This Month:

FFF: V2, The Cats

The USS Nimitz’ (CVN 68) four catapults or “cats,” as they are commonly referred to, used for aircraft launch and recovery, are one of the most essential pieces of equipment on the ship. They perform thousands of aircraft launches while underway and are essential to mission readiness.

If anyone understands that, it’s the Aircraft Launch and Recovery Equipment (ALRE) division, V2.

V2 consists of Aviation Boatswain’s Mates (Equipment) (ABE) who are the go-to-guys for repairs and maintenance on all launch and recovery equipment. They’re currently getting catapult two ready for the fight by removing all of the grime and buildup caused by all of the launches during the last several underways.

Most of the built up grime is caused by grease, and lube oil or JP5 that may have leaked out of an aircraft onto the catapults.

“V2 is cleaning out the catapult trough, so when it is time to put the catapult back in there it doesn’t catch fire,” said Aviation Boatswain’s Mate 3rd Class Marcus Roberts. “We’re making sure all of the equipment is mission ready, and we’re trying to get all of this grease out of here ASAP.”

ABEAN Jordan Nelms removes grease buildup from catapult two on the flight deck of the aircraft carrier USS Nimitz.

According to Chief Aviation Boatswain’s Mate (Equipment) Marcus Burgess, the V2 Maintenance Chief, this level of catapult maintenance can occur anywhere between 18 months to a couple of years.

“Generally it would take between 10 and 15 days to get it completely cleaned out,” said Burgess. “We cleaned out cat three already, cat two was cleaned after deployment and cat four was done previous to that.”

Burgess added that since Nimitz is in the yards and has a little more time to be thorough the process will take longer. Currently, V2 is on week three of cleaning.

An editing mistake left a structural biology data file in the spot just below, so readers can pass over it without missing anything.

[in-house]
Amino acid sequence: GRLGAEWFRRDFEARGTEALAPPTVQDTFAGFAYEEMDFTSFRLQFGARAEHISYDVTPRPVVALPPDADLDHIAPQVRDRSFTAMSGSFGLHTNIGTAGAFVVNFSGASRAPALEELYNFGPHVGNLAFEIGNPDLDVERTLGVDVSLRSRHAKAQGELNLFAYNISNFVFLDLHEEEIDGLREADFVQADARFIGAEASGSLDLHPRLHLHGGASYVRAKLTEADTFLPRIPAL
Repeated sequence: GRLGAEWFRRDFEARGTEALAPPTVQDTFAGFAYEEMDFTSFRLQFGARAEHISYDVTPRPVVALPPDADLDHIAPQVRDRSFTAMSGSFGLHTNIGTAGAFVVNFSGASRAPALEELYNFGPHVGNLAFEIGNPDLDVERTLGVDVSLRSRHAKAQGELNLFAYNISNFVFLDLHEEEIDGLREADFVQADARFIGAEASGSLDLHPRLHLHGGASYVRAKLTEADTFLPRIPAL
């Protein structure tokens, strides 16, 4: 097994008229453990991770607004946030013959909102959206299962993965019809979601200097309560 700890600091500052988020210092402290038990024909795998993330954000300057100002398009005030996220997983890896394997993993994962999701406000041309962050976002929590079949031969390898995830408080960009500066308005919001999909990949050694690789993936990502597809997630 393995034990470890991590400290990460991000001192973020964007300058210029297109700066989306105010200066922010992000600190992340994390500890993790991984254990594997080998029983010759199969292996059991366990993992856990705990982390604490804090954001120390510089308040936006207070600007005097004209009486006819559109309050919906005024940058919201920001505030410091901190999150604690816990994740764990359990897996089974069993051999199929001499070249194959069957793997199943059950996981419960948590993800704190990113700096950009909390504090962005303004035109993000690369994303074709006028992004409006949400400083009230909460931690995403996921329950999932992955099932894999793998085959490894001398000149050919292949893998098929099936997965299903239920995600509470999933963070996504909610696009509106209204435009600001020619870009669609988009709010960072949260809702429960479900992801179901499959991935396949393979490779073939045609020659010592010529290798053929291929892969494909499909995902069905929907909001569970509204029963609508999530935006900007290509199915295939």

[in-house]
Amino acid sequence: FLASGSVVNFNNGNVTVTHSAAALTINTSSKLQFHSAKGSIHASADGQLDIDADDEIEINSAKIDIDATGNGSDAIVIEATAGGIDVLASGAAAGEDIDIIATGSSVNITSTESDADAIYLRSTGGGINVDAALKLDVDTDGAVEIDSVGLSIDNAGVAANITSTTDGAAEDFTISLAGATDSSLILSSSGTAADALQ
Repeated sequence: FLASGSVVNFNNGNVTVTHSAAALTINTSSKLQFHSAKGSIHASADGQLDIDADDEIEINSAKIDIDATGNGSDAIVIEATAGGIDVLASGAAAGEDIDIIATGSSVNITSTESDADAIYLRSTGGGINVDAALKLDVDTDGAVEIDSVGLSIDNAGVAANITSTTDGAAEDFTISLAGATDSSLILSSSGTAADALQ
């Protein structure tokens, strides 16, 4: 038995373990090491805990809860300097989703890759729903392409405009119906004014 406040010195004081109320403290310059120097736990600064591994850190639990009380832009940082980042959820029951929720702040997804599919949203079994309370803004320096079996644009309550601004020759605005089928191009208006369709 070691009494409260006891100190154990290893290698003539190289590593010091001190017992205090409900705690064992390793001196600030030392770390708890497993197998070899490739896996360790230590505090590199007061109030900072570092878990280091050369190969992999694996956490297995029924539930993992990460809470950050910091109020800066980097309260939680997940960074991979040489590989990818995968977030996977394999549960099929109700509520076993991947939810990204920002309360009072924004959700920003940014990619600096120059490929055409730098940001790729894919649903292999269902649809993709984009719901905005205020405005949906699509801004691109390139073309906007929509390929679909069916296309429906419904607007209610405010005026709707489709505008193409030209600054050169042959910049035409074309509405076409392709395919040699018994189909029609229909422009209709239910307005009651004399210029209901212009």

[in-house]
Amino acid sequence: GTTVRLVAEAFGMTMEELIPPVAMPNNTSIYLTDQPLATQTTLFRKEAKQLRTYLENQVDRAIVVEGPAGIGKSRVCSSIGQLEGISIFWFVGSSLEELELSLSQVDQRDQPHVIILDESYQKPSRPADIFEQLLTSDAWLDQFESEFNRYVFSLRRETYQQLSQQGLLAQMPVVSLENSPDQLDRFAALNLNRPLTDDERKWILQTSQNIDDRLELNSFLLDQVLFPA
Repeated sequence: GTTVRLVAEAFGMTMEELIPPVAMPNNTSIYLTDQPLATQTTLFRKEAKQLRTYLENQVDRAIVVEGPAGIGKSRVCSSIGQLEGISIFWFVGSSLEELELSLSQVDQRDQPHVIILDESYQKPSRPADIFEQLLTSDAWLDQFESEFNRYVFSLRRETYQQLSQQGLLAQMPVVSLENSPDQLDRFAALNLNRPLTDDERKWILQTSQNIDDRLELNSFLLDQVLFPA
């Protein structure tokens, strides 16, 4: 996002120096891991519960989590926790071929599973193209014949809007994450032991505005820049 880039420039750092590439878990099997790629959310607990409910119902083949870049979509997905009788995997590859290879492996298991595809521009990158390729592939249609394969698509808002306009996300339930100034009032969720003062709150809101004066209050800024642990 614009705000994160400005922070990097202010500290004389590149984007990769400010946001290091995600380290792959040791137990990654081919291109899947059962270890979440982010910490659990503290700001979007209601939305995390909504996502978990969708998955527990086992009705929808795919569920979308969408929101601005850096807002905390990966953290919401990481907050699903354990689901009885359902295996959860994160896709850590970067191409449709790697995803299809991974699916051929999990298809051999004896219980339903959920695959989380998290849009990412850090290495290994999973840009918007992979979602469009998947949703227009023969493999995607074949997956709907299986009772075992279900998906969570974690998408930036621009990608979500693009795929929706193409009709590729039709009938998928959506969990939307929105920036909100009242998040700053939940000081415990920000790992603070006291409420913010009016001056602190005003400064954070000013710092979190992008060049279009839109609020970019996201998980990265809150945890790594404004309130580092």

“It can be a pain trying to get all of the grime out of the trough,” said Roberts. “Getting the grease out of all the little crevices with a putty knife is very tedious work.”

Getting into the trough to clean it can be just as tedious as the cleaning process itself. Sailors don all white coveralls over their uniform, trash bags over their boots (to protect from decay), gloves, hard hats and safety glasses.

In the summer heat, digging dirt and grime out of the trough in all of those layers makes for sweaty, tiring work that can easily demotivate.

“We try to keep these guys motivated,” said Aviation Boatswain’s Mate (Equipment) Robert Turrone, Assistant Leading Petty Officer of V2. “Little things like bringing the radio out and listening to music, giving them more time on their chow breaks and little breaks throughout the day help keep them going.”

ABEAN Marc Maisonneuve removes grease buildup from catapult two on the flight deck of the aircraft carrier USS Nimitz.

This evolution gives the ABEs a chance to see parts of the catapult they typically wouldn’t see on a day-to-day basis.

“For a lot of guys this is their first time to see the cat broken apart like it is,” said Burgess. “Anytime you get to break out of the monotony of doing the same job every day, and do something so big, it gets the guys excited.”

Cleaning the cat troughs is so vital because a buildup of grease and grime could cause a fire. A fire could lead to a rotary cable being snapped, and then the deck plates would need to be lifted to fix it, causing the catapult to be down for an extended period of time.

Nimitz was made specifically for the launch and recovery of aircraft, so keeping the cats mission-ready at all times is essential. Without the catapults the ship is unable to complete its primary mission.

V2 division takes pride in their work, and they know how essential their role is when it comes to the mission.

“Without the catapult this boat isn’t going out to sea,” said Roberts. “It’s what this carrier is made for, launch and recovery is the main priority.”


Story and photos by MC3 William Blees


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